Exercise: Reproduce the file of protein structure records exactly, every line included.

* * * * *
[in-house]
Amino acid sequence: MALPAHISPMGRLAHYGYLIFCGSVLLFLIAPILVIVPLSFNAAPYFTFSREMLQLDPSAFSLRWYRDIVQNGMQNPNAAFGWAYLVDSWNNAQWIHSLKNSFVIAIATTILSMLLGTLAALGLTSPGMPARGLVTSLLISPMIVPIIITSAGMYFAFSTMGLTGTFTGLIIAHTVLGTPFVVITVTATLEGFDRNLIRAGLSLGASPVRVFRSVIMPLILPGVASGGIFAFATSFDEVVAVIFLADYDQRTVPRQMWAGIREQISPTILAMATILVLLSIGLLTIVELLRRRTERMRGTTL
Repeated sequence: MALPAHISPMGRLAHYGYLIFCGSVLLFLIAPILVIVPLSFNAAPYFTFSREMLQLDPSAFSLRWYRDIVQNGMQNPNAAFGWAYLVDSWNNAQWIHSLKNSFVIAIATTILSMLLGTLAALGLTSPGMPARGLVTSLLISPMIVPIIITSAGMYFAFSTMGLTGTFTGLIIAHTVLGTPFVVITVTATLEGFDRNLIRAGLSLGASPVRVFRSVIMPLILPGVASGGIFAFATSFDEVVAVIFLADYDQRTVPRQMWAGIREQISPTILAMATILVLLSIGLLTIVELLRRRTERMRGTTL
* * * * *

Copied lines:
[in-house]
Amino acid sequence: MALPAHISPMGRLAHYGYLIFCGSVLLFLIAPILVIVPLSFNAAPYFTFSREMLQLDPSAFSLRWYRDIVQNGMQNPNAAFGWAYLVDSWNNAQWIHSLKNSFVIAIATTILSMLLGTLAALGLTSPGMPARGLVTSLLISPMIVPIIITSAGMYFAFSTMGLTGTFTGLIIAHTVLGTPFVVITVTATLEGFDRNLIRAGLSLGASPVRVFRSVIMPLILPGVASGGIFAFATSFDEVVAVIFLADYDQRTVPRQMWAGIREQISPTILAMATILVLLSIGLLTIVELLRRRTERMRGTTL
Repeated sequence: MALPAHISPMGRLAHYGYLIFCGSVLLFLIAPILVIVPLSFNAAPYFTFSREMLQLDPSAFSLRWYRDIVQNGMQNPNAAFGWAYLVDSWNNAQWIHSLKNSFVIAIATTILSMLLGTLAALGLTSPGMPARGLVTSLLISPMIVPIIITSAGMYFAFSTMGLTGTFTGLIIAHTVLGTPFVVITVTATLEGFDRNLIRAGLSLGASPVRVFRSVIMPLILPGVASGGIFAFATSFDEVVAVIFLADYDQRTVPRQMWAGIREQISPTILAMATILVLLSIGLLTIVELLRRRTERMRGTTL